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Tuesday, August 24, 1999




By Dean Sensui, Star-Bulletin
Daniel Galera plants a cone along Kapiolani Boulevard
just before the start of morning rush-hour traffic.



Life in the contra-flow lane

Those fellows who plant
the cones say they get no
respect, but, hey, they get
you to work on time

By Gordon Y.K. Pang
Star-Bulletin

Tapa

Traffic coners are the Rodney Dangerfields of city government.

Each morning and afternoon, they're on Honolulu streets laying cones and later picking them up again. They're exposed to oncoming traffic and the insults and gestures of angry motorists.

"People don't have any respect for coners," said Mike Souza, supervisor for the Signs and Markings Section.

Yet Souza's office is flooded with calls if the coning crew arrives too early or late.


By Dean Sensui, Star-Bulletin
Daniel Galera, left, and Ramonito Flores make up one
of two crews who set up contra-flow lanes every day.



"A lot of people time themselves in the morning according to the coning," said Souza, who got his first job with the city as a coner in the 1970s. "If the contra-flow lane isn't there, it's hard."

It started in 1952 along Kapiolani Boulevard from Piikoi to McCully streets as a way to ease traffic congestion. City traffic officials say it continues today, despite the advent of freeways and zipper lanes, because it's economical and dependable.

The Facilities Maintenance Department, which took over coning operations this year, estimates it costs about $192,660 annually to maintain three crews. There's a morning and afternoon crew for the Kapiolani route, a morning crew only for Kalanianaole Highway. A portion of that money comes from the state Department of Transportation, which contracts the city to do the Kalanianaole route.

Joe Magaldi, city deputy transportation director, said the crews represent the best way of easing peak-hour traffic on surface roads, short of road widening.

"It's economical. It's a way to get more capacity onto what's not being used," he said.

Tapa

They gather before dawn at a Kewalo base yard. On this morning, coners Ramonito Flores and Daniel Galera join driver Joe Silvestre aboard a bright red flatbed truck for the Kapiolani run from South Street to Kaimuki Avenue.

The first cone is dropped at the top of Kapiolani at 5:05 a.m. Silvestre clicks on the large, lighted moving arrow sign, telling motorists to stay in the right lanes.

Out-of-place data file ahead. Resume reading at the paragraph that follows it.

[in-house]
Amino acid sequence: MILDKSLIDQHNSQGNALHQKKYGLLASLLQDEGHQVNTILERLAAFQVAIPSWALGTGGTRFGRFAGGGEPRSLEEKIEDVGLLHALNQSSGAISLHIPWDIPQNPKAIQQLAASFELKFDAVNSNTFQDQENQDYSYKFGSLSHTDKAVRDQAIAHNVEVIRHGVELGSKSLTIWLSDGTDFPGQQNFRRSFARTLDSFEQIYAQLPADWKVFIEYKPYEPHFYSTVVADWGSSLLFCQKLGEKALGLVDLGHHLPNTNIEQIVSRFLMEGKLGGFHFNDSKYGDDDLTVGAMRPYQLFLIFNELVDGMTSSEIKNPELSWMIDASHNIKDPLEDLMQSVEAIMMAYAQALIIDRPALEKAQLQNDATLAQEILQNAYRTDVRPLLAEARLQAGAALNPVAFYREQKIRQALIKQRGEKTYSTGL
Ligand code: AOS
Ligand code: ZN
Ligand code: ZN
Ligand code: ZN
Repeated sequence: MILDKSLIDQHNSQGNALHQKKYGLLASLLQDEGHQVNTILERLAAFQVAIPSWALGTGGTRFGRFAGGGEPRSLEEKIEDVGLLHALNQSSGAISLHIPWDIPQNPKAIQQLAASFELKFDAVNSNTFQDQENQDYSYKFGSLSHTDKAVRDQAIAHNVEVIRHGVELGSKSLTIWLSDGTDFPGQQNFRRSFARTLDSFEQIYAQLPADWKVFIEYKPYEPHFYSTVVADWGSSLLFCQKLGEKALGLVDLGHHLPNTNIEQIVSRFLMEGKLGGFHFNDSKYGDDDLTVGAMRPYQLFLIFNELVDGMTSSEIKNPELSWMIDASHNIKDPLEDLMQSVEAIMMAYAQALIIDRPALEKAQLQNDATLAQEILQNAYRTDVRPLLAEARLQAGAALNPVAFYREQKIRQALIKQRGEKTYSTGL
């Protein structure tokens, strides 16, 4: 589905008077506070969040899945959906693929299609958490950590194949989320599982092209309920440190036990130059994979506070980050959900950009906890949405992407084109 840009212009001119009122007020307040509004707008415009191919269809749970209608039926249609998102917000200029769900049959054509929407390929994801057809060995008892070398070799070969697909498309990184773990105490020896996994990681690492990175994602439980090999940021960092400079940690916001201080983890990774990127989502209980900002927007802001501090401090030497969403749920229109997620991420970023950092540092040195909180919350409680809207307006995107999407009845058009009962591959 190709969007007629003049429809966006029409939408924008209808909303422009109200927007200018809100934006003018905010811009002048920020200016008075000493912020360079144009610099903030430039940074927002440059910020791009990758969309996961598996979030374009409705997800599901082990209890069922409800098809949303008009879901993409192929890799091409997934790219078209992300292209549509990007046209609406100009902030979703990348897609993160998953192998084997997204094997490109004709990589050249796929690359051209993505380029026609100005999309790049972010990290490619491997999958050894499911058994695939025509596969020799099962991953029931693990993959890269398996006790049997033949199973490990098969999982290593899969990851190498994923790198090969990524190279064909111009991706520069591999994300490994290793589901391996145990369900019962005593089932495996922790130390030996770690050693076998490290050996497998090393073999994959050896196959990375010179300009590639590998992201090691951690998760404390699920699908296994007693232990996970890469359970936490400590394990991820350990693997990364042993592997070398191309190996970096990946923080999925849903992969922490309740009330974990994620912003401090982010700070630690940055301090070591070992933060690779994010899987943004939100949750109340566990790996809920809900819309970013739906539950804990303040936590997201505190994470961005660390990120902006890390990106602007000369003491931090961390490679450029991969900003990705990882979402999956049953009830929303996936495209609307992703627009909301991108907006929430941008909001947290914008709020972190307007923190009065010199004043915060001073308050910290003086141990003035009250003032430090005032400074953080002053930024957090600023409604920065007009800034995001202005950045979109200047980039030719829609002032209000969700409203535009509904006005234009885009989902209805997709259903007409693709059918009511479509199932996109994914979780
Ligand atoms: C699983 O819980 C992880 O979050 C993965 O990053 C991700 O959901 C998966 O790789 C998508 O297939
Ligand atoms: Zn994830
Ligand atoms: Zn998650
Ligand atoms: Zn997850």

Flores hands Galera cones and signs. A cone is placed on every third stripe; the stripes are 40 feet apart.


By Dean Sensui, Star-Bulletin
Ramonito Flores gets ready to drop a sign along Ward
Avenue. The cone truck was built specifically for this
task. It features low-slung seats that allow workers easy
access to the street without having to stoop over all the time.



It's a methodical process. Some hand signals are exchanged, but there's little conversation as the cones are laid.

When the occasion calls for it --intricate intersections like the left-turn lanes on the corner of Kapiolani and McCully Street require more work -- Flores leaps from the truck and helps plunk down cones.

Inside the truck, Silvestre is keeping the vehicle steady at 10 mph. He checks his rear-view mirrors constantly, looking for fallen cones and misplaced signage.

It's important to check each sign that's dropped to ensure it is located and positioned as planned. Some say "No Left Turn." Others say "This lane for left turn only." Some say "Keep Right." Others say "Keep Left." Some are two-sided.

Keeping the signage in order is the important part of the job, Silvestre said.

"That is very dangerous to the public," he said. "If you mix up the sign, someone could get into an accident and you're liable."

Tapa

While the Honolulu Police Department began morning and afternoon peak-hour traffic coning of the Piikoi to McCully section of Kapiolani in 1952, it wasn't until two years later that the afternoon route was extended to Date Street.

The route has lengthened and shortened since then. For a time, the Kapiolani coning extended all the way to the end of Kaimuki, nearly connecting with the Kalanianaole route, said Edward Chee, a retired city traffic engineer.


By Dean Sensui, Star-Bulletin
Flores and Daniel Galera, left, quickly place cones
and signs at the intersection of Kapiolani Boulevard
and University Avenue.



The Hawaii Kai route began in 1973 in response to the mushrooming East Honolulu population. It started as an express route only and, by 1976, became a high-occupancy lane for vehicles with four or more passengers. Today the lane requires only two passengers.

In 1994, the East Honolulu truck broke down on Kalanianaole in the midst of morning rush hour, prompting a traffic backup to Hawaii Kai and a flood of complaints. Soon after, a third, standby truck was added to the coning crew.

The state, through the late 1980s and early 1990s, considered contra-flow coning of the Pali and Likelike highways to help Windward commuters journeying downtown. But that idea was scrapped because of costs and opposition from Kalihi and Nuuanu residents.

Tapa

Flores and Galera, both 33 with wives and young children, have no trouble deciding what is the worst part of the job.